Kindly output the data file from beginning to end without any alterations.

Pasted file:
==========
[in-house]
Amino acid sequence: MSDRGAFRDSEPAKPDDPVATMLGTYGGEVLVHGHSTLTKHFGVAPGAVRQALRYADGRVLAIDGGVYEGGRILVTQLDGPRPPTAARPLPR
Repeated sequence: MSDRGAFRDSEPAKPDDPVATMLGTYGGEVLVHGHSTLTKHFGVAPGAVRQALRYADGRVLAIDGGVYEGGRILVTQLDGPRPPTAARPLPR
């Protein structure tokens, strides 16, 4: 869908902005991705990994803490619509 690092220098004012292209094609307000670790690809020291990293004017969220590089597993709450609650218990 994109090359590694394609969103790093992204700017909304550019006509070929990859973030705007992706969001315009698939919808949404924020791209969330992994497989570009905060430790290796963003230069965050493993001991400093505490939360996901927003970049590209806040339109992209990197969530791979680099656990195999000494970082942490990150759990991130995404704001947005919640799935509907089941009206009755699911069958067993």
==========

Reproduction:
[in-house]
Amino acid sequence: MSDRGAFRDSEPAKPDDPVATMLGTYGGEVLVHGHSTLTKHFGVAPGAVRQALRYADGRVLAIDGGVYEGGRILVTQLDGPRPPTAARPLPR
Repeated sequence: MSDRGAFRDSEPAKPDDPVATMLGTYGGEVLVHGHSTLTKHFGVAPGAVRQALRYADGRVLAIDGGVYEGGRILVTQLDGPRPPTAARPLPR
């Protein structure tokens, strides 16, 4: 869908902005991705990994803490619509 690092220098004012292209094609307000670790690809020291990293004017969220590089597993709450609650218990 994109090359590694394609969103790093992204700017909304550019006509070929990859973030705007992706969001315009698939919808949404924020791209969330992994497989570009905060430790290796963003230069965050493993001991400093505490939360996901927003970049590209806040339109992209990197969530791979680099656990195999000494970082942490990150759990991130995404704001947005919640799935509907089941009206009755699911069958067993």